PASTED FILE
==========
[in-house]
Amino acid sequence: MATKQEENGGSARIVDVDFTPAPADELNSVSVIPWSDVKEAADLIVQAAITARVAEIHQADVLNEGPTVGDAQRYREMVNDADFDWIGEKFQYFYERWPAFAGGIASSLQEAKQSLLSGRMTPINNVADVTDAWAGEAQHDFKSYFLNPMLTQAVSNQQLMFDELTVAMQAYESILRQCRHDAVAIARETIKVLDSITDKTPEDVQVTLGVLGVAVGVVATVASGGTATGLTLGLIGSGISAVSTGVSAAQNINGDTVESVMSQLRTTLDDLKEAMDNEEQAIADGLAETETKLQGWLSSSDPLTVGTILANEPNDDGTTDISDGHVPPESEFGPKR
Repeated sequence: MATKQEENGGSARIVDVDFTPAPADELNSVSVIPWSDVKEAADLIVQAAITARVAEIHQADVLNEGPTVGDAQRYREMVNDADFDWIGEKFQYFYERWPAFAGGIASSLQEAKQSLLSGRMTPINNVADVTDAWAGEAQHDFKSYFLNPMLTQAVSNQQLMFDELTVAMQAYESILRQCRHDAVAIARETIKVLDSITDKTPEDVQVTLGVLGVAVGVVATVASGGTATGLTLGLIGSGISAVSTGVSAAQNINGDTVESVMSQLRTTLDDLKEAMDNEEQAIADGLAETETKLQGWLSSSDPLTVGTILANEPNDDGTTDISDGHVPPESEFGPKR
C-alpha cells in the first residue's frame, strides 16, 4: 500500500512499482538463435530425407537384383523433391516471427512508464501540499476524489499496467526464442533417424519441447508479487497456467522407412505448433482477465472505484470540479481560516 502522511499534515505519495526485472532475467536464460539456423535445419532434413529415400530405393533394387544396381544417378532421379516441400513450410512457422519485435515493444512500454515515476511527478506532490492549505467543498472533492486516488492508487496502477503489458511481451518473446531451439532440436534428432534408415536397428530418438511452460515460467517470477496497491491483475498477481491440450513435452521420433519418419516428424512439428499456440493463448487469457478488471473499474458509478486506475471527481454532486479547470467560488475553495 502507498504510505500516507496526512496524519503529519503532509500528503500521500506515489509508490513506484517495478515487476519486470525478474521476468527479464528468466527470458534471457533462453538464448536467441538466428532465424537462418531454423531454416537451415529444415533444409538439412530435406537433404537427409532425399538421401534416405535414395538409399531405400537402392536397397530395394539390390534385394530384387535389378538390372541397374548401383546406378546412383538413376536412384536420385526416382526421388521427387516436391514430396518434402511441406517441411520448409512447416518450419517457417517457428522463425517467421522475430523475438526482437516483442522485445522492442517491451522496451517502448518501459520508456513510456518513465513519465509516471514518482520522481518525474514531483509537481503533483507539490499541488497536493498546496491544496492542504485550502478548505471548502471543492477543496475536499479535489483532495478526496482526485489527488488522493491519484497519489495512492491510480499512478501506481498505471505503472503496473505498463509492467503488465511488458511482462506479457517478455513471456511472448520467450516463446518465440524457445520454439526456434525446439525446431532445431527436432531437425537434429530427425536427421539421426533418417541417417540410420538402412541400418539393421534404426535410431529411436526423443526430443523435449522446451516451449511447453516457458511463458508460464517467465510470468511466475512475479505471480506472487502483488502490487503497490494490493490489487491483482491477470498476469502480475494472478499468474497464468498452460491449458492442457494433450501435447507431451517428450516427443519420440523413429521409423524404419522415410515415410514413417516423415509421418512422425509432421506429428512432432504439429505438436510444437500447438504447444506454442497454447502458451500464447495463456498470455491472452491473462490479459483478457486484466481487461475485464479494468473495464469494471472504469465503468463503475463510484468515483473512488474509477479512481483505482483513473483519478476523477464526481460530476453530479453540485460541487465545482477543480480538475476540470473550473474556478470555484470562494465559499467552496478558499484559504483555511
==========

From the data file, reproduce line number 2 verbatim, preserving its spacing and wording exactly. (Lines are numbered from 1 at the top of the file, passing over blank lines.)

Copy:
Amino acid sequence: MATKQEENGGSARIVDVDFTPAPADELNSVSVIPWSDVKEAADLIVQAAITARVAEIHQADVLNEGPTVGDAQRYREMVNDADFDWIGEKFQYFYERWPAFAGGIASSLQEAKQSLLSGRMTPINNVADVTDAWAGEAQHDFKSYFLNPMLTQAVSNQQLMFDELTVAMQAYESILRQCRHDAVAIARETIKVLDSITDKTPEDVQVTLGVLGVAVGVVATVASGGTATGLTLGLIGSGISAVSTGVSAAQNINGDTVESVMSQLRTTLDDLKEAMDNEEQAIADGLAETETKLQGWLSSSDPLTVGTILANEPNDDGTTDISDGHVPPESEFGPKR